where and . Differentiability: When stationary generalized spectral kernels are used as covariance functions, the following proposition establishes the degree of smoothness they induce. {proposition} A mean zero stationary Gaussian process with stationary generalized spectral covariance function is times continuously differentiable in the mean square sense if and only if a mean zero stationary Gaussian process with covariance function is. {proof} See Appendix B. Examples: Sparse spectrum kernels correspond to the limit case with equal terms. Moreover, it follows from Eq. (5) that the spectral mixture kernels of Wilson and Adams (2013) correspond to the special case , which satisfies the conditions of Th. 2.2, and yields infinitely differentiable GPs as a result of Prop. 2.2. It is easy to verify that the Matérn kernels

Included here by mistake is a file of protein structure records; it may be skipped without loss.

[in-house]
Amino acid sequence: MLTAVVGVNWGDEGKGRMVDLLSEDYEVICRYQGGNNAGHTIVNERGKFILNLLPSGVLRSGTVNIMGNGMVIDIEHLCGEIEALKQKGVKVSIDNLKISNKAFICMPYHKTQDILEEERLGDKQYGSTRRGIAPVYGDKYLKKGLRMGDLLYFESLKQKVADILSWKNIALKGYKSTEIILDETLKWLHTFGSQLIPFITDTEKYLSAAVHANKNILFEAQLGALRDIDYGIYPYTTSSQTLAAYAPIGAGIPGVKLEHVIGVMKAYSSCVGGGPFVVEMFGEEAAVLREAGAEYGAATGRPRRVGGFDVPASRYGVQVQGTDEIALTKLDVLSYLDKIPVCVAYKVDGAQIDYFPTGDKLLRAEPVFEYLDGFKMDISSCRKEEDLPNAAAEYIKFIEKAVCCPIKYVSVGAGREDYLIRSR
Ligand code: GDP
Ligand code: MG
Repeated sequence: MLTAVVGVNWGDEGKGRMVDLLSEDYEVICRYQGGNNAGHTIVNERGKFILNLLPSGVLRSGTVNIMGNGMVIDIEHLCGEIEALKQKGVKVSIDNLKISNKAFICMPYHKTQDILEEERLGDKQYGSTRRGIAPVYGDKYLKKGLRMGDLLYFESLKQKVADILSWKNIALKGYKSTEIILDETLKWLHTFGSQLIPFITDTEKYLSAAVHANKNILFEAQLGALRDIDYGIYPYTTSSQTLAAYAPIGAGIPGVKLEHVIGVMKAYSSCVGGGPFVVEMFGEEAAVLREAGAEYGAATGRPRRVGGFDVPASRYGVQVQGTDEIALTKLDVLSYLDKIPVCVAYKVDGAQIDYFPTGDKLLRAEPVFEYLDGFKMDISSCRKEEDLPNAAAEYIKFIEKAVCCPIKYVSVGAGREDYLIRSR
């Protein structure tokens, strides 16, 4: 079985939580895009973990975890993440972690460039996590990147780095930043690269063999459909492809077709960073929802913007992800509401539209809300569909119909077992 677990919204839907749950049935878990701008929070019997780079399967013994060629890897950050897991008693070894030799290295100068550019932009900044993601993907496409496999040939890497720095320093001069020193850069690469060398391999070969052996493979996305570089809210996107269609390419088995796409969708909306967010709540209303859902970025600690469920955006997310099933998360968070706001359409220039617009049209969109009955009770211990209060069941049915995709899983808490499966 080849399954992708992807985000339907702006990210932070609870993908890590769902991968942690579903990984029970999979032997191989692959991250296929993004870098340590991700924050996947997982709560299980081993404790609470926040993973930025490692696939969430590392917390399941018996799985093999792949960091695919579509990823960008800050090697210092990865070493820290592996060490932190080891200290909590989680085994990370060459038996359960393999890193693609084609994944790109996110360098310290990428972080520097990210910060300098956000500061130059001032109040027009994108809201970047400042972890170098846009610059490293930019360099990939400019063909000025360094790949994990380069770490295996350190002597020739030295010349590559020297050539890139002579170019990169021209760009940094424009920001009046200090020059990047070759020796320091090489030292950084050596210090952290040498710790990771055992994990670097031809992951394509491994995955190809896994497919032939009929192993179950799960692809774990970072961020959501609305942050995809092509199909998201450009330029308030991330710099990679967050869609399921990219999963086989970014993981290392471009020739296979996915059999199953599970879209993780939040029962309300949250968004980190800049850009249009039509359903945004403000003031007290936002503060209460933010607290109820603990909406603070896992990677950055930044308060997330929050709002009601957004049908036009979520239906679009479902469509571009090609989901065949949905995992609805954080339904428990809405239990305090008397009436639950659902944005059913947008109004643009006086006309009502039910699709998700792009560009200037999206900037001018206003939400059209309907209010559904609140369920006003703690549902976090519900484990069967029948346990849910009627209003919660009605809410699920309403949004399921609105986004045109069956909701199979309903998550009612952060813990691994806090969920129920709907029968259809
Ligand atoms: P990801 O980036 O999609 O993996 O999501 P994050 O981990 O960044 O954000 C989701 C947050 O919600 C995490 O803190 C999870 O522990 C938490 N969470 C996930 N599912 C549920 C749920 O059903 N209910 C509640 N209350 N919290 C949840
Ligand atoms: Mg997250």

where is the gamma function and is the modified Bessel function of second kind, satisfy the conditions of Th. 2.2. Hence, Matérn spectral kernels

with are also dense in the family of stationary kernels, and allow learning the differentiability of the underlying latent function from the data.

2.3 Nonstationary Kernels

Bochner’s theorem was the cornerstone of the previous section. The spectral characterisation of stationary kernels it provides turned the problem of approximating stationary kernels into that of approximating measures in the spectral domain. Luckily, it turns out that a more general spectral characterisation exists that includes nonstationary kernels (see (Yaglom, 1987, §26.4) and (Loeve, 1994, §37.4) for the univariate case and (Genton, 2002, pp. 308) and (Kakihara, 1985, pp. 149) for a generalization). {theorem} A complex-valued bounded continuous function on is the covariance function of a mean square continuous complex-valued random process on if and only if it can be represented as

(8)